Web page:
I got a call from a client in Jackson, Tennessee yesterday regarding the Certificate of Deposit he was transferring to his Irrevocable Trust. The client went to the bank and requested to change ownership from himself as an individual owner to himself as trustee of an Irrevocable Trust he had established for his children. Everything was going smoothly until the bank employee asked for the EIN/Tax ID for the Irrevocable Trust. While certainly there are types of Irrevocable Trusts that require a separate Tax ID, theIRS does not require or recommend obtaining an EIN/Tax ID Number for “Grantor Trusts.” A “Grantor trust” is a term used in the Internal Revenue Code to describe any trust over which the grantor (called a “Settlor” in Tennessee) or other owner retains the power to control or direct the trust’s income or assets. If a grantor retains certain powers over or benefits in a trust, the income of the trust will be taxed to the grantor, rather than to the trust. Therefore, the Trustee can use the Grantor’s social security number for the Tax ID.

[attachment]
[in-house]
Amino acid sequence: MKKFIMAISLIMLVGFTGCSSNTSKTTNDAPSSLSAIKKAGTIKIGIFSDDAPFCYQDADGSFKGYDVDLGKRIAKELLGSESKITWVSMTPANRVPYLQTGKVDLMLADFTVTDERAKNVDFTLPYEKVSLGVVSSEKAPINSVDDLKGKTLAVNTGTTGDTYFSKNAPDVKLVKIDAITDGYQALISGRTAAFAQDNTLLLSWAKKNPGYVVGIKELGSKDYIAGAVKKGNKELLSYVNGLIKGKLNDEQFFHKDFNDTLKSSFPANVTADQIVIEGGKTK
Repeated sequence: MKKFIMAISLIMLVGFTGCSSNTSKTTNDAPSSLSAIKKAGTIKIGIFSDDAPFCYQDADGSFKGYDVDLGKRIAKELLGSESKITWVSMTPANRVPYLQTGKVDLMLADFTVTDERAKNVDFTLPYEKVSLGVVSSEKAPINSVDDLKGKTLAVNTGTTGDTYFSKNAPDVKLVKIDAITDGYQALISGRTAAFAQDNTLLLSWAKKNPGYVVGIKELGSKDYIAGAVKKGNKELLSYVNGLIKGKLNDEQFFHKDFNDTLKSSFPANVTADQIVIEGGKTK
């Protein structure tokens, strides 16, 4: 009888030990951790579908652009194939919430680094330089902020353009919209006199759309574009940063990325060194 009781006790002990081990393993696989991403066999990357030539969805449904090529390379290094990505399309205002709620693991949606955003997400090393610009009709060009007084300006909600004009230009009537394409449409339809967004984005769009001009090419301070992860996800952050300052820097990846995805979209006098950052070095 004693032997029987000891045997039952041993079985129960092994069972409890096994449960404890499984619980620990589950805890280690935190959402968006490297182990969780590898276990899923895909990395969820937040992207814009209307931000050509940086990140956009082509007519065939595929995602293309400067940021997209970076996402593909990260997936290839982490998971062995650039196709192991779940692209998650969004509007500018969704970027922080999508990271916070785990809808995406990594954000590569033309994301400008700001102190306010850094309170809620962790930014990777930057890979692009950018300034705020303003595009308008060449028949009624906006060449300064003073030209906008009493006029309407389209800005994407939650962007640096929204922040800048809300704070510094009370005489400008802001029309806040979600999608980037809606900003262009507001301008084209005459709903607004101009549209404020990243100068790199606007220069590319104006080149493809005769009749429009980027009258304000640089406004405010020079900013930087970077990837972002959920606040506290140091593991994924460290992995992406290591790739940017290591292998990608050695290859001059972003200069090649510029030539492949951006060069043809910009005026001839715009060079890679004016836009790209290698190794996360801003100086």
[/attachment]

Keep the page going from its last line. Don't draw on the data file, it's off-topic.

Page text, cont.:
This is a common misunderstanding for many bank employees not familiar with this very technical rule. I get this question occasionally from not only banks but financial advisers and other financial institutions because trusts are growing as the preferred way for families to move assets from one generation to the next with ease and without having to deal with lawyers, judges and the government in the probate court.